In April this year, Germany’s Green party, for the first time in its history, announced a Chancellor candidate for the federal elections, scheduled to take place in September. The anointment of Annalena Baerbock, co-chair of the Greens since 2018, puts the seal on a transition that has been in the making — an ideological entity shifting gears to become a party that is ready to make political compromises, especially of the kind that may be unpalatable yet necessary to form a coalition government with the centre-right Christian Democratic Union (CDU), which has been in power for four terms under Chancellor Angela Merkel.
As part of this transition, for some years now, the Greens have been trying to break the stereotype of being a one-issue party that doesn’t care about anything beyond the environment. Ms. Baerbock, for instance, has spoken strongly on human rights abuses in China, Russia’s aggressive moves on Ukraine, and economic inequality. In the weeks after her candidature was announced, the Greens even briefly led the opinion polls, before controversies around Ms. Baerbock’s professional ethics saw them fall back.
In a string of exposes, it emerged that Ms. Baerbock had not disclosed to Parliament some bonus payments she had received from her party, which she should have, as per the rules. Then came plagiarism allegations. An Austrian blogger put out a post, subsequently picked up by German media, claiming that some passages in her book, Now. How We Renew Our Country, were plucked wholesale from different sources without attribution. Another set of damaging allegations concerned ‘resume padding’, with a German journalist revealing on social media that her official resume falsely claimed she was a member of the German Marshall Fund and the UN High Commissioner for Refugees (UNHCR), besides other organisations.
As Ms. Baerbock was weathering a media storm over these charges, a real one emerged, pushing the Greens’ core ideological agenda to the forefront of national politics. With flash floods claiming 181 lives in Germany and causing billions of euros worth of damage, suddenly climate change, even for conservative voters, was no longer about Arctic ice caps or something that happens in 2050 but an urgent crisis that needed management by adept hands — and who better than the Greens to do it?
But the Greens have been wary of drawing — or rather, being seen as drawing — political mileage from the floods. In public comments in the aftermath of the floods, the party has dwelled more on beefing up infrastructure and building positivity rather than talk about climate change. This is seen as a smart move insofar as it avoids alienating voters who may not be Green supporters but looking for a break from the status quo.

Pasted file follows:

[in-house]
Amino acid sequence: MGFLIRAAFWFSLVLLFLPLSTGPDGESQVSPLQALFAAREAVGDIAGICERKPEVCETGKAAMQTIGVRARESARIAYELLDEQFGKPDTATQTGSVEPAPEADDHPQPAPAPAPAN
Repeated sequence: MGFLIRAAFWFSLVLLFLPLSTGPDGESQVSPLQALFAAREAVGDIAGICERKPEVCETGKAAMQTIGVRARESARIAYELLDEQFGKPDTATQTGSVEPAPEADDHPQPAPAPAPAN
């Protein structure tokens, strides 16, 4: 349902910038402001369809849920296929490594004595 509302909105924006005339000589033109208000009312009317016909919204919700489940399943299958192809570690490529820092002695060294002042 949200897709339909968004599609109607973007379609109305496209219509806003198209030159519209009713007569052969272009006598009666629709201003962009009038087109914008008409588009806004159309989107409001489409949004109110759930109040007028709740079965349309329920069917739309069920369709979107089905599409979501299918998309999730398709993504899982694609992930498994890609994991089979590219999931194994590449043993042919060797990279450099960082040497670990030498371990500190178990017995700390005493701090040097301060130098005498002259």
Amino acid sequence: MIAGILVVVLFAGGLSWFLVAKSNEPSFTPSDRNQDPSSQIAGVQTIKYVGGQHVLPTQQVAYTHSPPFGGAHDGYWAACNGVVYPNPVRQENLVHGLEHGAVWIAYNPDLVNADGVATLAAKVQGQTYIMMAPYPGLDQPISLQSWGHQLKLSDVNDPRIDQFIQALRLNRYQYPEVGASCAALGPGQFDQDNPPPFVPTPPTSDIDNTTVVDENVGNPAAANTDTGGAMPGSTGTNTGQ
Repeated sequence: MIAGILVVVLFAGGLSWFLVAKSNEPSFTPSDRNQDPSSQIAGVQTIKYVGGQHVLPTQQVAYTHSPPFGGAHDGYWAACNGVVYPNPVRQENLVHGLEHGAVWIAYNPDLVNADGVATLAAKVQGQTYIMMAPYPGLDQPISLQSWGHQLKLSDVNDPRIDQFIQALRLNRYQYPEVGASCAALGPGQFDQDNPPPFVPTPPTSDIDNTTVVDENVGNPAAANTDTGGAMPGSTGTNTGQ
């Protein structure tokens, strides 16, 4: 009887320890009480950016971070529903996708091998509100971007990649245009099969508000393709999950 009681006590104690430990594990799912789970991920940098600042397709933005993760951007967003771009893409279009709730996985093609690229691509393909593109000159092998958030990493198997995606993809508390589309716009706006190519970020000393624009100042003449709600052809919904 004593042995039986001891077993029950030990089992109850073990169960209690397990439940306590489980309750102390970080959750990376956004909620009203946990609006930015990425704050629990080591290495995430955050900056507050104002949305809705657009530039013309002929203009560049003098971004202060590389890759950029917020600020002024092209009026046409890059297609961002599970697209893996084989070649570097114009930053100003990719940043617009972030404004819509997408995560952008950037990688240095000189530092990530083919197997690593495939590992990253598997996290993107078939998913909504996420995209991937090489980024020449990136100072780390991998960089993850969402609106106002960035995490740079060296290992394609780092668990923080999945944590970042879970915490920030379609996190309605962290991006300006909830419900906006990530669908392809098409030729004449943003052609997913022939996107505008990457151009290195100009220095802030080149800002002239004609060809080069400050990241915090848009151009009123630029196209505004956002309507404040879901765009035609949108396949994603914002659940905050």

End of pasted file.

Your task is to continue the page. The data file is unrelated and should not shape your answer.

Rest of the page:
Ms. Baerbock has opted to let voters draw their own conclusions about the floods, and they have, with a recent poll revealing that 55% of Germans linked the flash floods to climate change. The Greens, at the same time, are aware of a growing sense among voters that the massive economic reset needed to tackle climate change is unlikely to come from the two mainstream parties, the CDU and the SPD. But rather than get into the negativity of flood-related losses, the Greens have simply announced a €25 billion plan to help the economy and industry shift into climate neutral mode. Such a massive investment would entail incurring debt, which is unlikely to go down well with either of its potential coalition partners, CDU or SPD, as both have a track record of fiscal conservatism.
In a poll conducted this week, the Greens scored 19% in approval ratings, eight points behind the CDU at 27%, though ahead of the SPD at 18%. While Ms. Baerbock garnered 16% of the hypothetical votes, the CDU’s Chancellor candidate Armine Laschet was at 20%. The most popular candidate, ironically, was from the least popular of the three major contenders, with Olaf Scholz of the SPD way ahead at 35%. This election, in the absence of Ms. Merkel, is turning out to be the most unpredictable one Germany has seen in a long time.
The Greens have never formed their own government at the federal level. They have, however, been part of a ruling coalition with the SPD for two terms, 1998 and 2005, before returning to the Opposition. With barely a month to go for the elections, unless something big happens to change these numbers drastically, it would appear that the Greens are once again on course to be kingmakers rather than king. But if they do better than the SPD, and Ms. Baerbock stays ahead of rival Chancellor candidates in popularity ratings — she is ahead of Laschet at present while the more popular Scholz is hampered by his own party’s unpopularity – then Germany may well get a Green Chancellor to guide them in an era of climate crises.